Biden administration finally ends COVID-19 testing requirement to enter US


After repeated pleas from airlines and international travel partners, the Biden administration finally lifted COVID testing requirements for entry into the United States. Is it right time to give summer travel a boost – or too little, too late?

Until an unnamed “senior administration official” announced its end, the COVID testing requirement for travelers planning to enter the United States had been in place since January 2021. test applied to both international travelers and Americans seeking to return to the United States. Vaccinated and unvaccinated travelers were required to test themselves.

Travelers had to take a COVID test (and obviously, a negative test) within 24 hours of the flight. Otherwise, they had to rebook, stay abroad until they tested negative, and hopefully fly later.

But said the mysterious senior administration official, according to The Hill, “the CDC has determined based on science and data that this requirement is no longer necessary at this time.”

Whether the testing requirement has limited the spread of COVID, which has infected 85 million Americans (including this writer) is debatable. What seems clear is that the uncertainty factor (can I really fly to the US on the date of my booking?) has kept millions of US and international travelers from flying.

As Ellen Bettridge, President and CEO of Uniworld Boutique River Cruises, a provider of luxury river cruises in Europe, said: “Since the start of the pandemic, our US customers have said that the requirement for Back-to-school testing is the main thing preventing them from returning from trips abroad, and we are delighted that this barrier has been lifted.

The CDC website currently states “Before boarding a flight to the United States, you must present a negative COVID-19 test result taken no more than 1 day before travel. There is also an option for people who have documented their recovery from COVID-19 within the past 90 days. Children under 2 years old do not need to test.

The change would be effective from 12:01 a.m. on Sunday, June 12. The Centers for Disease Control and Prevention can reevaluate the decision in three months. When a U.S. federal judge struck down the CDC’s mask mandate for U.S. flyers, the Biden administration made noise to file a lawsuit to overturn the decision. To date, he has not.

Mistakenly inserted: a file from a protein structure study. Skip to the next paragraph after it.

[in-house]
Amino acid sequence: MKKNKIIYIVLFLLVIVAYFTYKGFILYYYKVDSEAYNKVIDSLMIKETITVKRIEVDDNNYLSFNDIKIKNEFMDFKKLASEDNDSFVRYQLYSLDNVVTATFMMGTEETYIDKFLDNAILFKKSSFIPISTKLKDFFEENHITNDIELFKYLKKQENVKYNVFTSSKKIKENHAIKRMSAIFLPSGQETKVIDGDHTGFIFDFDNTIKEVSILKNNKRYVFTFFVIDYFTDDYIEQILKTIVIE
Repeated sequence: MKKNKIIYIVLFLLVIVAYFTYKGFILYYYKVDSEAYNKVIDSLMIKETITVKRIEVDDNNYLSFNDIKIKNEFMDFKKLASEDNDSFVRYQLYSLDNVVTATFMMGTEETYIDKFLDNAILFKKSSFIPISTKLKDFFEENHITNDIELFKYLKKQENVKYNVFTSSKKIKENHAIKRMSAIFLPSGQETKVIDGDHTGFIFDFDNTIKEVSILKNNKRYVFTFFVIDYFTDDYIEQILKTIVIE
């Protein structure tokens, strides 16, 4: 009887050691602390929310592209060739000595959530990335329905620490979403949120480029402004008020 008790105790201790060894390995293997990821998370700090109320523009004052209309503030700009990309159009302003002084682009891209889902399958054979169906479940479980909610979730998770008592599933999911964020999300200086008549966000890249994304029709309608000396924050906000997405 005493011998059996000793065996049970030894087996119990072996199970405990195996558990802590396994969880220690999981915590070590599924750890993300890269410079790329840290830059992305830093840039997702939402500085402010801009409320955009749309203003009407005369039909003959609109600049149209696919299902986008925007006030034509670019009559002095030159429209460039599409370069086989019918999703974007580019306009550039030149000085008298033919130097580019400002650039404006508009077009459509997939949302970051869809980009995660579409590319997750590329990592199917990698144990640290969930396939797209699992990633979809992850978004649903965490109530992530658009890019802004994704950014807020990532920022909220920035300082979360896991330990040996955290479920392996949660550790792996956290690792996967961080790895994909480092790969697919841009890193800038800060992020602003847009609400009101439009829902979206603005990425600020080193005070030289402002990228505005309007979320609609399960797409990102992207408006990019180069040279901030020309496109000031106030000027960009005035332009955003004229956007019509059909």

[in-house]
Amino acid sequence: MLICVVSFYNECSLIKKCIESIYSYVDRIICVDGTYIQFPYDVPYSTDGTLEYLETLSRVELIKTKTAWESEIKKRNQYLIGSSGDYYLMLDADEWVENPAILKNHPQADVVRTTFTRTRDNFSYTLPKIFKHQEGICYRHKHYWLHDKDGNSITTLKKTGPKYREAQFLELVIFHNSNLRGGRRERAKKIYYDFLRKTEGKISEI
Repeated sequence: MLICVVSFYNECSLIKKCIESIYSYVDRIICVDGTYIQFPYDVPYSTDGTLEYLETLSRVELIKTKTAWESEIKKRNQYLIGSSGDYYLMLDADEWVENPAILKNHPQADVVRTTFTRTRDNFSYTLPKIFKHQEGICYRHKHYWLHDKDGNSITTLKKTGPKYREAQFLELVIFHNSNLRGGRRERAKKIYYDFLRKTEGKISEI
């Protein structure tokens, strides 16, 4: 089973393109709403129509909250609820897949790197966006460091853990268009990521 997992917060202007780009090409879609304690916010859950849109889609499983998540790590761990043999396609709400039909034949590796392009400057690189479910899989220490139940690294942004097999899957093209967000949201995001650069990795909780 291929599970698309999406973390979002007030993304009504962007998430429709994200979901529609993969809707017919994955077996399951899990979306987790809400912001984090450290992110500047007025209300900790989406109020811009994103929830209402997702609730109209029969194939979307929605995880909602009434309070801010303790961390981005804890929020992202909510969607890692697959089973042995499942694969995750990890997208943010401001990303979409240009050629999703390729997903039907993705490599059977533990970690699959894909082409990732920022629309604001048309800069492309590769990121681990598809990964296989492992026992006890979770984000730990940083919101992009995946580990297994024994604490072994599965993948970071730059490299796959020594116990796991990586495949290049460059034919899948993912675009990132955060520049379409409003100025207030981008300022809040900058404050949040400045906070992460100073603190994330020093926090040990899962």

Airline officials had long advocated ending pre-flight testing. Delta CEO Ed Bastian pointed out that many other countries do not require testing upon arrival.

So airlines and hospitality industries were understandably ecstatic when the testing requirement was lifted.

Airlines for America Business Group CEO and President Nick Calio said, “We look forward to welcoming the millions of travelers who are ready to come to the United States for vacation, business and reunion with loved ones.

“Today’s announcement is an important victory for hotels and the travel industry at large,” said Chip Rogers, president and CEO of the American Hotel & Lodging Association (AHLA). He added, “AHLA has consistently called on the administration and Congress to lift this testing requirement, which was outdated and had a chilling effect on inbound international travel to the United States.”

Rogers warmly thanked a bipartisan group of U.S. senators, including every senator from tourist hotspots in Nevada and Florida, for pushing for change. He noted, “Waiving the requirement will make travel easier, facilitate more international visitors and help hotels continue on the path to recovery, especially as we approach the peak travel season this summer.”

The question is whether the change comes in time to save the summer travel season. Journalists keep tossing around the concept of a “revenge trip,” picking up what we missed during the pandemic.

Domestic travel is almost back to where it was, although airlines are running out of pilots and hundreds of flights have been cut from the schedule. Meanwhile, thousands of cancellations and delays have made travel a pain. No wonder airline stocks took a hit.

International travel, a major contributor to airline revenue, is still under water. Airlines for America says international air travel to and from the United States in May remained 24% below 2019 levels.

And while Las Vegas is almost back to previous levels, international visits are still lagging behind. The same is true for hotel occupancy (84% in April 2022 compared to 91% in April 2019) and convention visitors (377,000 in April 2022 compared to 529,000 in April 2019).

With the cost of flights, fuel and hotel rooms skyrocketing due to inflation, can the travel industry still make a successful comeback this summer?

Uniworld Boutique River Cruises hopes to stimulate demand with a two-for-one sale. The travel provider is offering two guests for the price of one fare on 20 of its all-inclusive itineraries on European rivers as part of a Friends & Family 2022 sale. For example, the SS La Venezia crosses northern Italy, including the Venice Lagoon now only accessible by small boat, on the Venice & The Gems of Northern Italy.

Meanwhile, international airlines like LEVEL and French Bee are battling for US customers with low-cost flights to Barcelona and Paris.

Whatever happens to travel volume this summer, the end of pre-flight COVID testing can provide passengers with much more peace of mind.


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